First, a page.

As the Koran burning scandal unfolded, TomDispatch spoke to Raymond F. Chandler III, the Sergeant Major of the U.S. Army, the most senior enlisted member of that service.  “Are there times that things happen that don’t go exactly the way we want or that people act in an unprofessional manner?  Absolutely.  It’s unfortunate,” he said.  “We have a process in place to ensure that when those things don’t happen we conduct an investigation and hold people accountable.”

In Afghan eyes over the last decade, however, it’s accountability that has been sorely lacking, which is why many now in the streets are demanding not just apologies, but a local trial and the death penalty for the Koran burners.  Although ISAF’s investigation is ongoing, its statements already indicate that it has concluded the book burnings were accidental and unintentional.  This ensures one thing: those at fault, whom no American administration could ever afford to turn over to Afghans for trial anyway, will receive, at best, a slap on the wrist -- and many Afghans will be further outraged.

In other words, twist and turn as they might, issue what statements they will, the Americans are now remarkably powerless in the Afghan context to stop the unraveling. Quite the opposite: their actions are guaranteed to ensure further anger among their Afghan “allies.”

Chandler, who was in Afghanistan last year and is slated to return in the coming months, said that he believed the United States was winning there, albeit with caveats. “Again, there are areas in Afghanistan where we have been less successful than others, but each one of those provinces, each one of those districts has their own set of conditions tied with the Afghan people, the Afghan government’s criteria for transition to the Afghan army and the Afghan national police, the Afghan defense forces, and we’re committed to that.”  He added that the Americans serving there were “doing absolutely the best possible under the conditions and the environment.”

It turns out, however, that in Afghanistan today the “best” has not been sufficient.
With even some members of the Afghan parliament now calling for jihad against Washington and its coalition allies, radical change is in the air. The American position is visibly crumbling. “Winning” is a distant, long-faded fantasy, defeat a rising reality.

Despite its massive firepower and staggering base structure in Afghanistan, actual power is visibly slipping away from the United States. American officials are already talking about not panicking (which indicates that panic is indeed in the air). And in an election year, with the Obama administration’s options desperately limited and what goals it had fast disappearing, it can only brace itself and hope to limp through until November 2012.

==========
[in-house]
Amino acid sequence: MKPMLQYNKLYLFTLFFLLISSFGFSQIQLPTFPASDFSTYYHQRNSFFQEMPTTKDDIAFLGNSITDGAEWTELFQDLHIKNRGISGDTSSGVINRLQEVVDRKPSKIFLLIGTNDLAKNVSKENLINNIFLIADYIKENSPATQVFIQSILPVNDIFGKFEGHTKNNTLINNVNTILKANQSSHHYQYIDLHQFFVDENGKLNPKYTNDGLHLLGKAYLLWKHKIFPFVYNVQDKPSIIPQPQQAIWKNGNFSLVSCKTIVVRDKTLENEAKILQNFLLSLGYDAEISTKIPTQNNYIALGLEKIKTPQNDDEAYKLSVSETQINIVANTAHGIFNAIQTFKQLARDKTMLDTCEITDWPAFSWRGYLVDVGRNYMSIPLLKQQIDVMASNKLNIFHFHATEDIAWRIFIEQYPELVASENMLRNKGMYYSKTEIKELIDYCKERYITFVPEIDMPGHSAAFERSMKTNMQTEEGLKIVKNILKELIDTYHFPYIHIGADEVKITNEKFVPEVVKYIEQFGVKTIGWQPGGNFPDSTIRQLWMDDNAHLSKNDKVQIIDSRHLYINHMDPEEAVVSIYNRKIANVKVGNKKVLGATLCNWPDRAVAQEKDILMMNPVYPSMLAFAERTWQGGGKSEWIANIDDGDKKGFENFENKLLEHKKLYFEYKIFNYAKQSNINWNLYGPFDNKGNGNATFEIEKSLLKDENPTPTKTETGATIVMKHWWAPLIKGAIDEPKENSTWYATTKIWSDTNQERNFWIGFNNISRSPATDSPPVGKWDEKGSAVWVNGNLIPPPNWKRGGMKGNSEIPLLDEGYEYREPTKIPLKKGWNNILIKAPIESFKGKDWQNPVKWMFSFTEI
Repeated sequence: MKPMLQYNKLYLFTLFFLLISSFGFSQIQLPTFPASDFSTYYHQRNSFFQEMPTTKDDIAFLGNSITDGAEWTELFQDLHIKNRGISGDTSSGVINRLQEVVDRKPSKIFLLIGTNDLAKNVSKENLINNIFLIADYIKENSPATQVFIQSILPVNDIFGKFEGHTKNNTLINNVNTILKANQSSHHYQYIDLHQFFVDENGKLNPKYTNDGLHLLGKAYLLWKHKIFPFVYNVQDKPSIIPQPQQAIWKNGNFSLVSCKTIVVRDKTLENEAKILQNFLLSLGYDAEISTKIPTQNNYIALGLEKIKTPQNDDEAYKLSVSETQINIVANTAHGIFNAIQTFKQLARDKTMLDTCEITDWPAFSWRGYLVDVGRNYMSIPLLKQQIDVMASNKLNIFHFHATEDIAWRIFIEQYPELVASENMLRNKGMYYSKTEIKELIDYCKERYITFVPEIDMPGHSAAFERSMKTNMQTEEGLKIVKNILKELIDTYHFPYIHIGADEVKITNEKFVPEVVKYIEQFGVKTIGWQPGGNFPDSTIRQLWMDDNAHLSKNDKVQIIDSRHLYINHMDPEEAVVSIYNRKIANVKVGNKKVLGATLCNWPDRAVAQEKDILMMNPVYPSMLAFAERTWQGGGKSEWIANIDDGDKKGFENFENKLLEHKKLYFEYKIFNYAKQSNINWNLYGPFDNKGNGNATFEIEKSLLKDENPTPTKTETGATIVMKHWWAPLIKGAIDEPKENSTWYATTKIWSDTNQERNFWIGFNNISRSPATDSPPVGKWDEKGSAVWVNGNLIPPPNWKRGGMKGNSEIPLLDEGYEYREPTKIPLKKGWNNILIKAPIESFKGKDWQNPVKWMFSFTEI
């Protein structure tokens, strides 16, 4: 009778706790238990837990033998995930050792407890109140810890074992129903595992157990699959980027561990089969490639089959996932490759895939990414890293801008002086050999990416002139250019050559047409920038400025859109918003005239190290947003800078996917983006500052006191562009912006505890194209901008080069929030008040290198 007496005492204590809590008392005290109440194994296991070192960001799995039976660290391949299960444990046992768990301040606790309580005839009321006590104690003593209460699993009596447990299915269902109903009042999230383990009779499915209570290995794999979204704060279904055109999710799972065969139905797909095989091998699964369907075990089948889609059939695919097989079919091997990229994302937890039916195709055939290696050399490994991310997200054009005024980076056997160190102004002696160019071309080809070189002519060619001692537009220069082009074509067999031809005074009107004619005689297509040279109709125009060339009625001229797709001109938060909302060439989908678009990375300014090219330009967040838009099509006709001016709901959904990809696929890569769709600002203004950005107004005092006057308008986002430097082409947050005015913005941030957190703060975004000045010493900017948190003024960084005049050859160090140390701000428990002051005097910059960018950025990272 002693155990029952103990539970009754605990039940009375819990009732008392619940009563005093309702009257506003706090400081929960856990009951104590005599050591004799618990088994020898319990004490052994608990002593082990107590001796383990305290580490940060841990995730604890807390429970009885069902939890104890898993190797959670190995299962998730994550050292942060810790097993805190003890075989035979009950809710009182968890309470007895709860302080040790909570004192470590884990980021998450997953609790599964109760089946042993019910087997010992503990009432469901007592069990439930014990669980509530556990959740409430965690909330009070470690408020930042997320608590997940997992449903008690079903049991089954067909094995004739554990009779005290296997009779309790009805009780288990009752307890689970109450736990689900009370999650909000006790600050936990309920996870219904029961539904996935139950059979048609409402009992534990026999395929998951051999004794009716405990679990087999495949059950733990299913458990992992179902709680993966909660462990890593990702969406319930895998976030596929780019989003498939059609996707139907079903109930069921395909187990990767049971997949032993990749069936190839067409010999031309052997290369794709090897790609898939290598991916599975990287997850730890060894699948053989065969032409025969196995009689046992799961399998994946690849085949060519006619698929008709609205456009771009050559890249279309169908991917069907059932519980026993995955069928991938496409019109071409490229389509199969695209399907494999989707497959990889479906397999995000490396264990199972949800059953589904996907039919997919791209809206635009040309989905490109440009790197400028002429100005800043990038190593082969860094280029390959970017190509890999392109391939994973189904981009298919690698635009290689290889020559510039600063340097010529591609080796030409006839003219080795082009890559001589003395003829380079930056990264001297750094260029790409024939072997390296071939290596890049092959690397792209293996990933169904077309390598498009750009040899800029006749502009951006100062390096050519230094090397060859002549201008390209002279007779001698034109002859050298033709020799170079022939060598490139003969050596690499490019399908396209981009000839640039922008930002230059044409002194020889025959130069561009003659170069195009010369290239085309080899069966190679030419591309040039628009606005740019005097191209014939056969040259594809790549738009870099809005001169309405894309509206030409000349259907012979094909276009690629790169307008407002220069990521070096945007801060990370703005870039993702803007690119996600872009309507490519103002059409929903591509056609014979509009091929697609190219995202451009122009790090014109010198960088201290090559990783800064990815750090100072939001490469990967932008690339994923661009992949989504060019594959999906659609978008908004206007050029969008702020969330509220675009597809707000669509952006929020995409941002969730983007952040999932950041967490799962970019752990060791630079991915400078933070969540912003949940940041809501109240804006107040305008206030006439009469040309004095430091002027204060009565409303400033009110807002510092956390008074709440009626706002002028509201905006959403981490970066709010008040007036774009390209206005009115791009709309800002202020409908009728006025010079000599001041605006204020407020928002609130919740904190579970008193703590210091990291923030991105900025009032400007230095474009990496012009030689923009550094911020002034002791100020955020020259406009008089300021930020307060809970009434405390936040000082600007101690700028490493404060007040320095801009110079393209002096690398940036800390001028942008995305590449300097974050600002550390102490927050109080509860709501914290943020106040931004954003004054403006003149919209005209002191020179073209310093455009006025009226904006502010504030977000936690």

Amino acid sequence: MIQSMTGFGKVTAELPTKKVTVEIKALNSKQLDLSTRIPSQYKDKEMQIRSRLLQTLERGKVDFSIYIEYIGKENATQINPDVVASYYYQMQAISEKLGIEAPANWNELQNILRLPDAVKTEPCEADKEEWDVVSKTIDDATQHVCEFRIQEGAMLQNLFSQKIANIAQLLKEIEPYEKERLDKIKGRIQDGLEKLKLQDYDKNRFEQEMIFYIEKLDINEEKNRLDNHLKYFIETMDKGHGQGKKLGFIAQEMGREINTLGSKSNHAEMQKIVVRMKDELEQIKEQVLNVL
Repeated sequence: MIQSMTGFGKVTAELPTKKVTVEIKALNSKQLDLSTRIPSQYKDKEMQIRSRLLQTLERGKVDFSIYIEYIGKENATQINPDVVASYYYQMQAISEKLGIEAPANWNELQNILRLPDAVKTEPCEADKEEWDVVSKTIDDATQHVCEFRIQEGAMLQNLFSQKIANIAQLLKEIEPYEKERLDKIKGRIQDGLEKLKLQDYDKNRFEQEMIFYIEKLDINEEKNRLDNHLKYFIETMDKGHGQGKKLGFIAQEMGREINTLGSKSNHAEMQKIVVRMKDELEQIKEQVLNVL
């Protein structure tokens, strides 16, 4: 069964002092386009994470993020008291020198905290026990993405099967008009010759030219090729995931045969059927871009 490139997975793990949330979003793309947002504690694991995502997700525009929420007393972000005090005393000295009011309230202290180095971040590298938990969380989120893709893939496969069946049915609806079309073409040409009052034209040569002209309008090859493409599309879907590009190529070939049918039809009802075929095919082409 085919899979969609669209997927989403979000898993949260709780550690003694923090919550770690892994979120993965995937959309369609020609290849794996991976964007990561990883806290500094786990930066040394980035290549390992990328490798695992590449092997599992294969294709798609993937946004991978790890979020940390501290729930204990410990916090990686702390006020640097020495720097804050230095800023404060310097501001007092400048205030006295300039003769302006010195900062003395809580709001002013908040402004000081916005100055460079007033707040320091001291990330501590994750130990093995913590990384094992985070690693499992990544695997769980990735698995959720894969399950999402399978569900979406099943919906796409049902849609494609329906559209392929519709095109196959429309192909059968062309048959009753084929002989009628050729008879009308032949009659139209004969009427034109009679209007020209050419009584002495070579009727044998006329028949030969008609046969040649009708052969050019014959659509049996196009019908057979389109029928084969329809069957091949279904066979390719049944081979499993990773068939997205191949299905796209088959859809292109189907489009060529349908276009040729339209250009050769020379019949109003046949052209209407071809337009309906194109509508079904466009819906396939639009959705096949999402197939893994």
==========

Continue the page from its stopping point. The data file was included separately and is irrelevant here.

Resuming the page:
The end game in Afghanistan has, it seems, come into view, and after all these fruitless, bloody years, it couldn’t be sadder. Saddest of all, so much of the blood spilled has been for purposes, if they ever made any sense, that have long since disappeared into the fog of history.

(Tom Engelhardt, co-founder of the American Empire Project and the author of The American Way of War: How Bush’s Wars Became Obama’s as well as The End of Victory Culture, runs the Nation Institute's His latest book, The United States of Fear (Haymarket Books), has just been published.
Nick Turse is associate editor of  An award-winning journalist, his work has appeared in the Los Angeles Times, the Nation, and regularly at TomDispatch. His new TomDispatch series on the changing face of American empire is being underwritten by Lannan Foundation. You can follow him on Twitter @NickTurse, on Tumblr, and on Facebook.)

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Tuesday, February 28, 2012

Scientology Education In Your Children's Future? Don't Get Taken By Surprise As Your Tax Funds Go To Them Already!

Bomb Iran!

Speaking of attacks on Iran, I saw a report that Israel has already knocked out most of Iran's nuclear capacity in the last day or so. Since I have no verification of that, I will continue to research it and let you know, faithful readers, when I find good data. In the meantime, I did find this most interesting bit of current data on charter schools actually being fraudulent money-makers for the Church of Scientology. Talk about an attack. Read on, please.

Do you like to fund religious cults with rapidly vanishing (since the wealthy don't pay that much anymore) taxpayer funds? How about irreligious cults? Non-religious cults? Or just money-making cults with a religious bent? Or at least alternate religion sounding patter? Scientology has long presented itself as a money-making enterprise that sells books (oodles of books) and services (crazy-sounding services that no one should need) to the poorly educated (for example, Tom Cruise and John Travolta). How about entrusting them with educating your children (in the disguise of properly-vetted charter schools)?